First peek at ‘Boondocks,’ sans Aaron McGruder

This undated promotional photo provided by Sony Pictures Television shows Aaron McGruder, creator and executive producer for "The Boondocks," a new animated series on Adult Swim, Cartoon Network's late-night sister network featuring animation for adults. The series follows the adventures of McGruder's junior revolutionary Huey Freeman and his hip-hop obsessed younger brother, Riley, who live in a white, middle-class suburb with their cantankerous grandfather. The TV series version of his popular comic strip "The Boondocks," premieres Sunday. Nov. 6,2005. (AP Photo/Sony Pictures Television, Kyle Christy)
Aaron McGruder, will not be involved in the show’s fourth and last season. (AP Photo/Sony Pictures Television, Kyle Christy)

There’s a new trailer for the fourth season of the “Boondocks,” but it comes with a huge caveat: the last season of the show based on the comic strip by Aaron McGruder won’t actually include McGruder. Looks like topics this season will include Granddad getting hoodwinked into an adjustable rate mortgage, a “Breaking Bad” spoof, and Granddad dating a “lost Kardashian sister.” It’s difficult to tell if it will be able to maintain the same subversive tone that defined the first three seasons.

McGruder recently shared a statement about parting from the “Boondocks” on the Facebook page for his new show, “Black Jesus:”

As the world now knows, The Boondocks will be returning for a fourth season, but I will not be returning with it. I’d like to extend my gratitude to Sony and Adult Swim for three great seasons.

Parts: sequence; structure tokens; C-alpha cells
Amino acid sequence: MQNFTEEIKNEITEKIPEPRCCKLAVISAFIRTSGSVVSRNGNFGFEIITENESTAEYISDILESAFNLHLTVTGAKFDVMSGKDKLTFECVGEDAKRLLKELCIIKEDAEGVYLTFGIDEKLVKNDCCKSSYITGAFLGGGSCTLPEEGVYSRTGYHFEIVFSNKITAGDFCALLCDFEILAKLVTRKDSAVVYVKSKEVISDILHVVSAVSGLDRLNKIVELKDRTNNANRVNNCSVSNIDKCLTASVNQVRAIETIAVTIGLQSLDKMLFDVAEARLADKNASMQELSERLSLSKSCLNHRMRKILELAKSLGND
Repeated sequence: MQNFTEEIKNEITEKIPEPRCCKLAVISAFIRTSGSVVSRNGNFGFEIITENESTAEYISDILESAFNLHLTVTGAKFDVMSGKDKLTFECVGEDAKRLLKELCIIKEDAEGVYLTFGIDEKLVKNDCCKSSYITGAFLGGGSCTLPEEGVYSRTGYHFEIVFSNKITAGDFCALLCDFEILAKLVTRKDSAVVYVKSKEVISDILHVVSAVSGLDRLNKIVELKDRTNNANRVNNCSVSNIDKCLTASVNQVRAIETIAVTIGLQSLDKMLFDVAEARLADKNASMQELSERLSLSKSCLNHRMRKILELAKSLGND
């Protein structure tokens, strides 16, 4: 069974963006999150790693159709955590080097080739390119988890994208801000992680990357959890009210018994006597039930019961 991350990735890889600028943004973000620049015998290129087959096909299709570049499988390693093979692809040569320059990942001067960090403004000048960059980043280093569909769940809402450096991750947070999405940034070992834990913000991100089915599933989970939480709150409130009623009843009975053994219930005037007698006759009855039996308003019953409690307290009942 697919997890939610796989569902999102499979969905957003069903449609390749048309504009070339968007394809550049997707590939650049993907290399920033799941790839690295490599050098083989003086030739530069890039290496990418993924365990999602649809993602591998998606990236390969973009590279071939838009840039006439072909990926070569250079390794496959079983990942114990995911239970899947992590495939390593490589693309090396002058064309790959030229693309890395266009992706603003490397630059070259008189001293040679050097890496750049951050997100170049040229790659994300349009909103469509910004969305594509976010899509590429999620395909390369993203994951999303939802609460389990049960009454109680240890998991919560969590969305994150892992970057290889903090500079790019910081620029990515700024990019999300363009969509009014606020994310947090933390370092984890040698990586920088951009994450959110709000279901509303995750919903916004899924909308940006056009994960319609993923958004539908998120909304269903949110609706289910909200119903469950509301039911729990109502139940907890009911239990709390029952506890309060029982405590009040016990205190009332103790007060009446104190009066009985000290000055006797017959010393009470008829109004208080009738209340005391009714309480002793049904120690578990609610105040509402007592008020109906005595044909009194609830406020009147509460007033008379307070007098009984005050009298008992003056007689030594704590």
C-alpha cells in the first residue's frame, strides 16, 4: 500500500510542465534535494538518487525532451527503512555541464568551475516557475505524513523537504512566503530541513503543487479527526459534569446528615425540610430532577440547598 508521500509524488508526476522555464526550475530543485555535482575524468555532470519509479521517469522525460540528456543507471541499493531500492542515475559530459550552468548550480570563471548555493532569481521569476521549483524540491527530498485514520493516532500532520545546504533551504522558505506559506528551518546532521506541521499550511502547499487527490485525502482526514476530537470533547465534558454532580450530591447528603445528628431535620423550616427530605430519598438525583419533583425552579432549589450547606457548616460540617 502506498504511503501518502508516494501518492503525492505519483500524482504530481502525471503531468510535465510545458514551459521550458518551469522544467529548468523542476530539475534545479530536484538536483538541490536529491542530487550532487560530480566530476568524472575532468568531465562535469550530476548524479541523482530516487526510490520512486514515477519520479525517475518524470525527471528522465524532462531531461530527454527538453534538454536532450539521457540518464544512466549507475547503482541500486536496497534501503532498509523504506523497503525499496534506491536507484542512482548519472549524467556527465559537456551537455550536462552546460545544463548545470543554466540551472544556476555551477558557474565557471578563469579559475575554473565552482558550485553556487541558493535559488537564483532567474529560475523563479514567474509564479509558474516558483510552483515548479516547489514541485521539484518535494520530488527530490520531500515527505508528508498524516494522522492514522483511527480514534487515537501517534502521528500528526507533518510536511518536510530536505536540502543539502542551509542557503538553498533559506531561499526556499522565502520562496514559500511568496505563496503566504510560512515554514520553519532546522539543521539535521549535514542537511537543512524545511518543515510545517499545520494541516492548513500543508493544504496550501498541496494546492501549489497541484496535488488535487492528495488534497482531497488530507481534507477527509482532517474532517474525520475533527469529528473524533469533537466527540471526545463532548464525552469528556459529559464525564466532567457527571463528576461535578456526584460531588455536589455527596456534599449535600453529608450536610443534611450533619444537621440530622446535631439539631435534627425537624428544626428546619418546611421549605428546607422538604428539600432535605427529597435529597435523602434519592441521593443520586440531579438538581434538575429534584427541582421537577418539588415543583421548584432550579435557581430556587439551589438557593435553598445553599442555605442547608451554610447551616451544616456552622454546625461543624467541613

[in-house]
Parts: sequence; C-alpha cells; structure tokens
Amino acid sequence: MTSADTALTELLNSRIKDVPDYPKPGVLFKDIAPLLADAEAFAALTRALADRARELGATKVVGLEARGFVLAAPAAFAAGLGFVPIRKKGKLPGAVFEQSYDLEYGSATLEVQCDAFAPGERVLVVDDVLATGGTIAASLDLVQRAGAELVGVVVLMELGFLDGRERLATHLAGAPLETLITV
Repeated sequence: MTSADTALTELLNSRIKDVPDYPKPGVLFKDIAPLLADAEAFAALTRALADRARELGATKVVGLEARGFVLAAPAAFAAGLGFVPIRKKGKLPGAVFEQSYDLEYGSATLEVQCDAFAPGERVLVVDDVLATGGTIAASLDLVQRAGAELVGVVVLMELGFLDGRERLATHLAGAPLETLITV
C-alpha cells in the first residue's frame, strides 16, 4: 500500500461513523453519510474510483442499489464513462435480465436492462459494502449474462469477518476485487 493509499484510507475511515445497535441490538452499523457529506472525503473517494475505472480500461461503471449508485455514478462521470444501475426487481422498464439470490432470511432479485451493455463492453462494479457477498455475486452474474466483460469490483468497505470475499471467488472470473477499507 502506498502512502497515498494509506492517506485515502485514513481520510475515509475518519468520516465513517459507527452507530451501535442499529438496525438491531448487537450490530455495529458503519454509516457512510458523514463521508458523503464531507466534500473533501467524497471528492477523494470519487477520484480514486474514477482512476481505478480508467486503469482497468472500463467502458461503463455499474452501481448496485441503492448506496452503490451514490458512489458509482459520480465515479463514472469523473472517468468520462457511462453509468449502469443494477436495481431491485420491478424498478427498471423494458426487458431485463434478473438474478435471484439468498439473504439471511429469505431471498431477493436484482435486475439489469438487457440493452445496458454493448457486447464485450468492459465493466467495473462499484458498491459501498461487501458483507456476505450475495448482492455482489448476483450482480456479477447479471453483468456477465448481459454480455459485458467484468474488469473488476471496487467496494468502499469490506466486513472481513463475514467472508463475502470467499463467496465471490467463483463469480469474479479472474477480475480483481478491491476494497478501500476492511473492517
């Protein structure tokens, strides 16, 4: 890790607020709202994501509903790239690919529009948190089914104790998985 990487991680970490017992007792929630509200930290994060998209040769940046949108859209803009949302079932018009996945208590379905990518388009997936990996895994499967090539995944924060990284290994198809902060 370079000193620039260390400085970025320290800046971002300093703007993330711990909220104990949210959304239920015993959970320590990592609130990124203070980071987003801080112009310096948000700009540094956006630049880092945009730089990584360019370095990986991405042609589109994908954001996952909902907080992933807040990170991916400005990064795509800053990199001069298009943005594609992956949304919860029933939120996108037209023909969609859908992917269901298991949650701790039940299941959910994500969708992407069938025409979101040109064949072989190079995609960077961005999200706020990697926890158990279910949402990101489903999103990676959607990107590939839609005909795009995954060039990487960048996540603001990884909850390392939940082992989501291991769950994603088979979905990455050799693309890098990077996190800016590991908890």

I created The Boondocks two decades ago in college, did the daily comic for six years, and was showrunner on the animated series for the first three seasons. The Boondocks pretty much represents my life’s work to this point. Huey, Riley, and Granddad are not just property to me. They are my fictional blood relatives. Nothing is more painful than to leave them behind.

To quote a great white man, “Hollywood is a business.” And to quote another great white man, “Don’t hold grudges”.

What has never been lost on me is the enormous responsibility that came with The Boondocks – particularly the television show and it’s relatively young audience. It was important to offend, but equally important to offend for the right reasons. For three seasons I personally navigated this show through the minefields of controversy. It was not perfect. And it definitely was not quick. But it was always done with a keen sense of duty, history, culture, and love. Anything less would have been simply unacceptable.

As for me, I’m finally putting a life of controversy and troublemaking behind me with my upcoming Adult Swim show, BLACK JESUS.

AM

H/t Shadow and Act

Soraya Nadia McDonald covers arts, entertainment and culture for the Washington Post with a focus on race and gender issues.
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